101. 101.

    Liu T, Yuan X, Jia T, Liu C, Ni Z, Qin Z, Yuan Y. Polymeric prodrug of bufalin for increasing solubility and stability: synthesis and anticancer study in vitro and in vivo. Int J Pharm. 2016;506(1–2):382–93.

  102. 102.

    Zhang H, Huang N, Yang G, Lin Q, Su Y. Bufalin-loaded bovine serum albumin nanoparticles demonstrated improved anti-tumor activity against hepatocellular carcinoma: preparation, characterization, pharmacokinetics and tissue distribution. Oncotarget. 2017;8(38):63311–23.

  103. 103.

    Liu Y, Wang P, Sun C, Zhao J, Du Y, Shi F, Feng N. Bioadhesion and enhanced bioavailability by wheat germ agglutinin-grafted lipid nanoparticles for oral delivery of poorly water-soluble drug bufalin. Int J Pharm. 2011;419(1–2):260–5.

  104. 104.

    Tian X, Yin H, Zhang S, Luo Y, Xu K, Ma P, Sui C, Meng F, Liu Y, Jiang Y, et al. Bufalin loaded biotinylated chitosan nanoparticles: an efficient drug delivery system for targeted chemotherapy against breast carcinoma. Eur J Pharm Biopharm. 2014;87(3):445–53.

  105. 105.

    Yin P, Wang Y, Qiu Y, Hou L, Liu X, Qin J, Duan Y, Liu P, Qiu M, Li Q. Bufalin-loaded mPEG-PLGA-PLL-cRGD nanoparticles: preparation, cellular uptake, tissue distribution, and anticancer activity. Int J Nanomed. 2012;7:3961–9.

  106. 106.

    Zhang HQ, Yin ZF, Sheng JY, Jiang ZQ, Wu BY, Su YH. A comparison study of pharmacokinetics between bufalin-loaded bovine serum albumin nanoparticles and bufalin in rats. Zhong Xi Yi Jie He Xue Bao. 2012;10(6):674–80.

  107. 107.

    Bick RJ, Poindexter BJ, Sweney RR, Dasgupta A. Effects of Chan Su, a traditional Chinese medicine, on the calcium transients of isolated cardiomyocytes: cardiotoxicity due to more than Na, K-ATPase blocking. Life Sci. 2002;72(6):699–709.

  108. 108.

    Koh CH, Wu J, Chung YY, Liu Z, Zhang RR, Chong K, Korzh V, Ting S, Oh S, Shim W, et al. Electronic supplementary material Identification of a Na(+)/K(+)-ATPase inhibition-independent proarrhythmic ionic mechanisms of cardiac glycosides. Sci Rep. 2017;7(1):2465.

  109. 109.

    Nesher M, Shpolansky U, Viola N, Dvela M, Buzaglo N, Cohen Ben-Ami H, Rosen H, Lichtstein D. Ouabain attenuates cardiotoxicity induced by other cardiac steroids. Br J Pharmacol. 2010;160(2):346–54.

  110. 110.

    Zhao M, Liu Y, Jin B, Hou K. Inhibition effect of ethanol extract of Chinese toad venom on H22 ascites and solid tumors and its toxicity in mice. J Qilu Oncol. 2005;22:1705–9.

  111. 111.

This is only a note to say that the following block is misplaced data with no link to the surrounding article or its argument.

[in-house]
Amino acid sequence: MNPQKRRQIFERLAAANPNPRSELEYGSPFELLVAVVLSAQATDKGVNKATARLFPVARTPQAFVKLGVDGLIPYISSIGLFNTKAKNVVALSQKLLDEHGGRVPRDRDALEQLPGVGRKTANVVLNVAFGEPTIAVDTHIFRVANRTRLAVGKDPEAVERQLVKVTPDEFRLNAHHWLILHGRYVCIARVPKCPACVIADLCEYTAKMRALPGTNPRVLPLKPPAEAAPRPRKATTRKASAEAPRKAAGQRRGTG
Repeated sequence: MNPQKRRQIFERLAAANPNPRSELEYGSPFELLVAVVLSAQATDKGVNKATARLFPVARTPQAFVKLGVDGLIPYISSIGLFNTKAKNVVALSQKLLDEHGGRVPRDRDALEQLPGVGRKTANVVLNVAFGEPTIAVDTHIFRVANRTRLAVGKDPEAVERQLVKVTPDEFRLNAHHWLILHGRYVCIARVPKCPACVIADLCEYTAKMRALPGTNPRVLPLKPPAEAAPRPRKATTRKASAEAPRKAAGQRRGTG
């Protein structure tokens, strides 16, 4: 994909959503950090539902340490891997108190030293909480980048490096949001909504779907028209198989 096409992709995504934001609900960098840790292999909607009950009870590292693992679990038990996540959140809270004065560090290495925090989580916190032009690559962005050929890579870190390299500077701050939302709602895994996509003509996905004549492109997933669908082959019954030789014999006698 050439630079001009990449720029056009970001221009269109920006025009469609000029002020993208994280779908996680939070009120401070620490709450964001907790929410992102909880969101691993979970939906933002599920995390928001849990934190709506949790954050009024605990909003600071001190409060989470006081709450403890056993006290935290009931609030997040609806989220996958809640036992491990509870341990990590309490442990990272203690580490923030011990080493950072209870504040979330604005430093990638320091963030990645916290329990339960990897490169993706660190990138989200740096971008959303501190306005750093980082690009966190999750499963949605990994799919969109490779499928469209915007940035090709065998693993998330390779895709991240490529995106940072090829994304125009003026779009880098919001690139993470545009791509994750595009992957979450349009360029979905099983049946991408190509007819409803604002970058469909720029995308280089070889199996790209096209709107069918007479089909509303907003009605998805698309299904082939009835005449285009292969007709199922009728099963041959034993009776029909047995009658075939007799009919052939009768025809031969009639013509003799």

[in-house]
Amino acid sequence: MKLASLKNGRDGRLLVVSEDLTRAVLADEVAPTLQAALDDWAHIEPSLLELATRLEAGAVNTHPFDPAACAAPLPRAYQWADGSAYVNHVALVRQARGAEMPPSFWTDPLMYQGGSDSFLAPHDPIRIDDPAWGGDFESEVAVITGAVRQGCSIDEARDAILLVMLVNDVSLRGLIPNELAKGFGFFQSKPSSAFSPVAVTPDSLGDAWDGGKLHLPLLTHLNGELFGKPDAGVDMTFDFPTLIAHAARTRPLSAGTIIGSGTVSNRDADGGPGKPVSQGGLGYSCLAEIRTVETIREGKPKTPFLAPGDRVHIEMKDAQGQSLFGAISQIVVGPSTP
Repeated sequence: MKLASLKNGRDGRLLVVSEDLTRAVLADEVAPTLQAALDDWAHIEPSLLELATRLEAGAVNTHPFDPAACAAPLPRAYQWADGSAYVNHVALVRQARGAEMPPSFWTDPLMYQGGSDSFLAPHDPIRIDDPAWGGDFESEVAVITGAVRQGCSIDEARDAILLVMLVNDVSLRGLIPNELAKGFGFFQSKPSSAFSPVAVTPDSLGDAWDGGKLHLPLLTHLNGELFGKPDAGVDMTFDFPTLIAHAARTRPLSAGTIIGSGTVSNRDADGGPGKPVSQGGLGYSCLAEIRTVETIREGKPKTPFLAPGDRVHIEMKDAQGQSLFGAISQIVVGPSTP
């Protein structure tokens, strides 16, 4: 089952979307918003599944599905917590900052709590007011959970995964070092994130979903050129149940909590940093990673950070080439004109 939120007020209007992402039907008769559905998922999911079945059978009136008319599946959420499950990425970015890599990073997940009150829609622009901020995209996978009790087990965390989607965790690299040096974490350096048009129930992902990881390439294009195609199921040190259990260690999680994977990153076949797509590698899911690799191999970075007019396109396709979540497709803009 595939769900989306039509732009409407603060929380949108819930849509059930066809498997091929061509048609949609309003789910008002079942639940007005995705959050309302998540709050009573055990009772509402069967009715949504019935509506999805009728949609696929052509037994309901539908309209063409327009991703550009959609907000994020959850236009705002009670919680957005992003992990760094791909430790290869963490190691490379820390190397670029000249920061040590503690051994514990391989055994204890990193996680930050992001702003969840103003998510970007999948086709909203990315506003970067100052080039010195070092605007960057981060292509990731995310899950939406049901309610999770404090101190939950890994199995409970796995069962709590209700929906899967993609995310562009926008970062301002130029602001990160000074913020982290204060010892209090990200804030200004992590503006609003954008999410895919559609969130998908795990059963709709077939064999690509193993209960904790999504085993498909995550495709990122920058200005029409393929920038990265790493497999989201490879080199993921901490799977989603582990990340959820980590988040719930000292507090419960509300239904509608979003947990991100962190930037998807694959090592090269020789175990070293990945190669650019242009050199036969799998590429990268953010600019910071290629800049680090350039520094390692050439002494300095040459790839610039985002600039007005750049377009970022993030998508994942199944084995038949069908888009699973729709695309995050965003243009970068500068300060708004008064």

Zhao M, Liu Y, Hou K, Zhu Z, Tian X. Inhibition effect of ethanol extract of toad venom on S180 ascites and solid tumors and its toxicity in mice. Shanxi Med J. 2006;03:189–92.

  112. 112.

    Zhao M, Liu Y, Hou K. Inhibition effect of ethanol extract of toad venom on Ehrlich’s ascites carcinomas and its toxicity in mice. Shanxi Med J. 2006;06:479–82.

  113. 113.

    Zhu LB, Liu QY. Clinical observation of cinobufacin combined with cisplatin through intrapericardial infusion in treatment of malignant pericardial effusion. Chin J Med Guide. 2009;09:1525–6.

  114. 114.

    Qi F, Li A, Inagaki Y, Gao J, Li J, Kokudo N, Li XK, Tang W. Chinese herbal medicines as adjuvant treatment during chemo- or radio-therapy for cancer. Biosci Trends. 2010;4(6):297–307.

  115. 115.

    Wang Z, Qi F, Cui Y, Zhao L, Sun X, Tang W, Cai P. An update on Chinese herbal medicines as adjuvant treatment of anticancer therapeutics. Biosci Trends. 2018;12(3):220–39.

  116. 116.

    Lin Y, Wang Z, Wang Z, Gan P. Clinical observation on cinobufotalin tablets combined with XELOX regimen in chemotherapy after colorectal cancer surgery. Chin Med Mod Distance Educ China. 2017;22:107–9.

  117. 117.

    Meng Z, Liu F, Shen Y, Yang P, Cohen L, Huo Y, Zhao Q, Ng CS, Chang DZ, Garrett CR. A randomized phase II study of gemcitabine (G) plus the cardiac glycoside huachansu (H) in the treatment of patients with locally advanced (LAPC) or metastatic pancreatic cancer (MPC). J Clin Oncol. 2011;29:4127.

  118. 118.

    Zhakeer Z, Hadeer M, Tuerxun Z, Tuerxun K. Bufalin inhibits the inflammatory effects in asthmatic mice through the suppression of nuclear factor-kappa B activity. Pharmacology. 2017;99(3–4):179–87.

  119. 119.

    Chang YW, Zhao YF, Cao YL, Gu W, Pang J, Zhan HS. Bufalin exerts inhibitory effects on IL-1beta-mediated proliferation and induces apoptosis in human rheumatoid arthritis fibroblast-like synoviocytes. Inflammation. 2014;37(5):1552–9.